This post is part of a two-part series on what it means to be in a "good school." Read the second part here on how "good schools" should reflect the diversity of our country.
When my family moved from a suburb of Salt Lake City to a small, rural community in Southern Illinois, my parents faced a choice—where to live, which would determine where my younger brothers and me would attend school. Ultimately, they landed in the epitome of suburbia: on a home at the end of a cul-de-sac in a burgeoning subdivision. Our new home also lay within the attendance boundary of Freeburg Community High School. My parents said they chose this neighborhood because of the “good schools.” While incredibly intelligent people, my parents had no experience in education. I have no idea what indicators they used to determine whether Freeburg High was a “good school.” Though I felt I received an adequate education as a student, I was curious as to how Freeburg has been performing since my graduation in 2009. Shockingly, it’s not as “good” as my parents were led to believe.
My School Wasn't Doing Great
Based on 2016 test scores provided by
GreatSchools.org, only 12 percent of Freeburg students are proficient in math and 29 percent are proficient in English. Both are lower than the state averages of 17 percent and 36 percent, respectively. Astonished by these results, I asked my parents what informed their decision to choose Freeburg High over other districts. They said they mostly relied on what people in the area told them. But if Freeburg High is seeing results below the state average, why do so many believe it is a good school? Out of curiosity, I dug deeper and compared Freeburg High to the other major local high school, Belleville-East. The results were astounding.
The schools were performing at significantly different levels, yet Freeburg High was known as the “good” school. With my interest piqued by the difference in standardized test scores I decided to dig a bit deeper and examined the demographic information.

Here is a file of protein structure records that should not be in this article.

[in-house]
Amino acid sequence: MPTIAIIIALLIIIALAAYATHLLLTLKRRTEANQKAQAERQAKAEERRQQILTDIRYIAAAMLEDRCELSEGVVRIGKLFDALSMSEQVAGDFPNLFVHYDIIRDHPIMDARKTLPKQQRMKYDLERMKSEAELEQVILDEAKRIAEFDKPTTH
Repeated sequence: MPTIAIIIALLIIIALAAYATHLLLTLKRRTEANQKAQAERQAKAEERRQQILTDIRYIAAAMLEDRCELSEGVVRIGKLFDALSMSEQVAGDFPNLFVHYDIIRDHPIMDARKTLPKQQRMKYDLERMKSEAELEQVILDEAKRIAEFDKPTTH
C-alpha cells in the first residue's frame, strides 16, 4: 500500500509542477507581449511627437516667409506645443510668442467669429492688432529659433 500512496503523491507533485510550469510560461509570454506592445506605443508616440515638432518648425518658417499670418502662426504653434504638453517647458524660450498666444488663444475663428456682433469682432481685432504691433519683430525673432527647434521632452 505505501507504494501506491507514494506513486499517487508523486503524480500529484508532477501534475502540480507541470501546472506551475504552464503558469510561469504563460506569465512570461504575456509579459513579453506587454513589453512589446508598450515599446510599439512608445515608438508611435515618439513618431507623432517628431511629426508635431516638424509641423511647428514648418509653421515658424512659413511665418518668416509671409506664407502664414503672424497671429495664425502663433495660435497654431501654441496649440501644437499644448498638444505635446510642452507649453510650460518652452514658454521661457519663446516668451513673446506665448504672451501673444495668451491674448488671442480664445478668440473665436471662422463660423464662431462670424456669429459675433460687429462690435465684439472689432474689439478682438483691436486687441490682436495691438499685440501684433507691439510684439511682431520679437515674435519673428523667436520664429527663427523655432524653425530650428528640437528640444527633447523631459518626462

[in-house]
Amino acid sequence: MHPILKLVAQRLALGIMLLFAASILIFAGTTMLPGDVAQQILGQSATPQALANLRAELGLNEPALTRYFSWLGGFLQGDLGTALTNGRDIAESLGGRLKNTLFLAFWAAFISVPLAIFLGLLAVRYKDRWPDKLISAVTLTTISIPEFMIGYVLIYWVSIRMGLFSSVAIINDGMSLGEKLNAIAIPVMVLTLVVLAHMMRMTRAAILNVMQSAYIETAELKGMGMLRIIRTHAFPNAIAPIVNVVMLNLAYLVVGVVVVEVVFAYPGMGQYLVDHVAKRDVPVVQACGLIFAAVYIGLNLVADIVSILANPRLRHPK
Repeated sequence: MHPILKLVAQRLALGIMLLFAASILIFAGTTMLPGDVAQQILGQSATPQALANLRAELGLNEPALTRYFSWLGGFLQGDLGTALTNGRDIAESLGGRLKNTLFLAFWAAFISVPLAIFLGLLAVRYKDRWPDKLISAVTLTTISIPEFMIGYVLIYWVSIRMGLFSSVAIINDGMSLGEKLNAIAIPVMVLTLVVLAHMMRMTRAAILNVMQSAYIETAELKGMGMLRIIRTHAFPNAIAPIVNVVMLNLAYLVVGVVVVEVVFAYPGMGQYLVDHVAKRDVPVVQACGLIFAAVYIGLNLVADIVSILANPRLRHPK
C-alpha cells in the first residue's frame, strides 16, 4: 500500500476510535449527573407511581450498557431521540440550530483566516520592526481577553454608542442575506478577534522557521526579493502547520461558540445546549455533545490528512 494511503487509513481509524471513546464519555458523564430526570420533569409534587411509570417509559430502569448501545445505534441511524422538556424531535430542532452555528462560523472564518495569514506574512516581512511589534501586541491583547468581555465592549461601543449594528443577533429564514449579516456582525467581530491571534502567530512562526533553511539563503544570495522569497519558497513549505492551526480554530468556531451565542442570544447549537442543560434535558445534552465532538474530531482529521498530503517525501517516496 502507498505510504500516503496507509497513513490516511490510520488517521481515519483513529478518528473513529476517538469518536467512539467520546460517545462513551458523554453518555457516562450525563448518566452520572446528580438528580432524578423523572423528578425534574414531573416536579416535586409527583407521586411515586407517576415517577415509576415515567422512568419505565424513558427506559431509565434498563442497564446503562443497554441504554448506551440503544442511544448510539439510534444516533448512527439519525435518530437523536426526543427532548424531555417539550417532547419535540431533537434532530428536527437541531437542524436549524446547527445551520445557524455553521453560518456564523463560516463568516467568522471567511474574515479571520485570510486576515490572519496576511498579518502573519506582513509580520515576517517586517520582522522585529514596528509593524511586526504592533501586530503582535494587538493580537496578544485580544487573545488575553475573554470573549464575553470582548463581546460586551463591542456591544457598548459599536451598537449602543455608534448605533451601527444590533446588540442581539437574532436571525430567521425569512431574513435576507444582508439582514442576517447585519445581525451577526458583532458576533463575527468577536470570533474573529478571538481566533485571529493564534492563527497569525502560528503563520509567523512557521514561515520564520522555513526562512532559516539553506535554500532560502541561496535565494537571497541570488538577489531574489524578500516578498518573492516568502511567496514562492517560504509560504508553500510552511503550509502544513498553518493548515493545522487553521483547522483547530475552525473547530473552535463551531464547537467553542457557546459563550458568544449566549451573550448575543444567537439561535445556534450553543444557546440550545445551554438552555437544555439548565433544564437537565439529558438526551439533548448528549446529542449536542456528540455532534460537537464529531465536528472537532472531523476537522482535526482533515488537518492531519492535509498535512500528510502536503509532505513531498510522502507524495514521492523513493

Belleville-East had a drastically different student body. Less than half of its students identified as White, which is notable considering the town is
almost 70 percent White. And yet Freeburg was colloquially known as the better school, even with Belleville-East having scores that are more than double Freeburg’s performance. Granted, Freeburg High did have some ratings higher than Belleville-East. Freeburg had a higher graduation rate, average ACT score, and AP exam participation rate—measures that parents and families are more familiar with. However, these same measures—
ACT score and
AP exam participation—are all highly correlated with income levels, which more matches the student population of Freeburg. While we shouldn’t draw an explicit causation between the student body and the local’s perception of school performance, the data certainly suggests a correlation. And with public schools becoming increasingly more segregated since Brown v. Board—with communities of White middle-class families even opting to
secede from their districts to avoid desegregation—this correlation seems, well, uncomfortably likely to be front of mind for many families in my hometown. In this case, the White, middle-class students are actually receiving the worse education, based on the standardized test scores. Yet, Freeburg High’s continuing reputation as a “good school” speaks to the strength of implicit bias. Some might suggest this is just a problem facing “less woke” areas of our country—even going so far as to contend the White, liberal utopias of larger cities face no such problem and this issue of academic disparity will soon be resolved by the actions of parents within these areas. They would be
sadly mistaken. Unfortunately, even in these “
good-hearted urban liberal parents” are further perpetuating the segregation of public schools. While we can put faith in parents for acting in the best interest of their own children, I have yet to be convinced in the most well-intentioned parent will not change their behavior for the improvement of education for
all students. So if we cannot rely on parents, then who can we put our faith in to solve this problem? School districts, you’re up.
Sean Worley has worked in urban education for the last five years as a high school science teacher and instructional coach. He started his career with Teach For America in Sacramento, California, but now serves his community in Washington, D.C. Sean received his master's in education policy from American University.